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There is a Tesla Roadster in the Tesla Motor booth at the Detroit Auto Show this year, but you've all seen that car a gazillion times by now. And, since it'll be awful hard to beat those gorgeous pics of the orange model, we decided to skip the shiny red model on display here. Instead, our green eyes were drawn to the powertrain chassis sitting on the display stand, the one thing we didn't mention in the flurry of Tesla posts yesterday. While we've discussed the Roadster's powertrain system in the past, we haven't seen this building block before. Ergo a gallery.

The only difference between the powertrain on the stand and the one that's in the cars - aside from the labels so you know what's what - is that the battery box in the powertrain example is empty. Tesla decided it didn't make much sense to ship a few hundred pounds of cells to Detroit for no real good reason. This year's Detroit Auto Show was the first that Tesla Motors has officially entered. They've displayed vehicles in partnership with other companies in the past, but this is the only time they've come to a show on their own. It was a last-minute decision - they only made the call three weeks ago - and was in part determined by the low, low booth prices at this year's NAIAS.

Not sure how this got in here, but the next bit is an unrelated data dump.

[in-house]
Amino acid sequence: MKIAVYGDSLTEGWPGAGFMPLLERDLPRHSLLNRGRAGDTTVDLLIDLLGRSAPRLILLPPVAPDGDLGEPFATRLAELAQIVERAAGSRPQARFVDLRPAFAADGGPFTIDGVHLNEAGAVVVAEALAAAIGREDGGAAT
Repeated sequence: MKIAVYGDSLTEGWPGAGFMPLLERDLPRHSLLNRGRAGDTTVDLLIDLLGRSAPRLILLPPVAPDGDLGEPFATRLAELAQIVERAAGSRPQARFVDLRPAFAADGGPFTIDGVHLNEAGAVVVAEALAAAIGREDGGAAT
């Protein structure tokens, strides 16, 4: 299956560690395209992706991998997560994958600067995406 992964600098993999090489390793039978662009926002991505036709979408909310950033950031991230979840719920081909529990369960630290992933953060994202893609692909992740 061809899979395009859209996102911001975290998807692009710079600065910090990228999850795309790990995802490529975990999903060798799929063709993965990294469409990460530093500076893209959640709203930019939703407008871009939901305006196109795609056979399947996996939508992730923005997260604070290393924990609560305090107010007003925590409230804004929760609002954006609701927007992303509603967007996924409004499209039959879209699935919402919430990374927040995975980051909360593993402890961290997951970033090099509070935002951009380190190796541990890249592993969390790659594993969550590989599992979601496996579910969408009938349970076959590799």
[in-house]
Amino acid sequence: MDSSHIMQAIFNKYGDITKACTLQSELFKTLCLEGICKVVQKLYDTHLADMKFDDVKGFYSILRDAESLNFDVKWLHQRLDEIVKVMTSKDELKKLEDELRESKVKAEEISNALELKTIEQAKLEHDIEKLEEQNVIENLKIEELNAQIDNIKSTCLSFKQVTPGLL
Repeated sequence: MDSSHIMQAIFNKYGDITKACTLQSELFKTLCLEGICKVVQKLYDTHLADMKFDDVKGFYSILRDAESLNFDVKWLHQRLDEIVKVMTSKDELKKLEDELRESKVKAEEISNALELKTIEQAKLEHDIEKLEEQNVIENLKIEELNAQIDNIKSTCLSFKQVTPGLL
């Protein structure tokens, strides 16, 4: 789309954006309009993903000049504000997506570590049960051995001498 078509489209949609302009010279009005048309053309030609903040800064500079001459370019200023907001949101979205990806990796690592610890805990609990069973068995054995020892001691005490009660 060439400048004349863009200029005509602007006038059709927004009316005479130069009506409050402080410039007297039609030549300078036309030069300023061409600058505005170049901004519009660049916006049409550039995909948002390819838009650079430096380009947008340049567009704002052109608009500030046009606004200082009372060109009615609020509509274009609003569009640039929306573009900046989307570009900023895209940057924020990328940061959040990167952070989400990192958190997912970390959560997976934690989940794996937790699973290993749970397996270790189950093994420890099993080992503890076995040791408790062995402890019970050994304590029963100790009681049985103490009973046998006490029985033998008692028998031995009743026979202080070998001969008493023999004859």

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    • 1 Second Ago
  • 3 Comments
      • 2 Months Ago
      Imagine the power to weight ratio on that baby
      • 2 Months Ago
      Put some big fat tires on it and you'd have one heckofa dune buggy!
      • 2 Months Ago
      I have been told the front to back ratio on the car is 35/65 and you can see why with all the drive line and weight of the batteries located in the rear. I like the double A arm suspension and basically the car is what it is, a street roadster. It would not be easily modified to run on the track and I'm sure it creates lots of over-steer on turns at speed. Like a 911, one would not close the throttle abruptly at speed in the middle of a turn.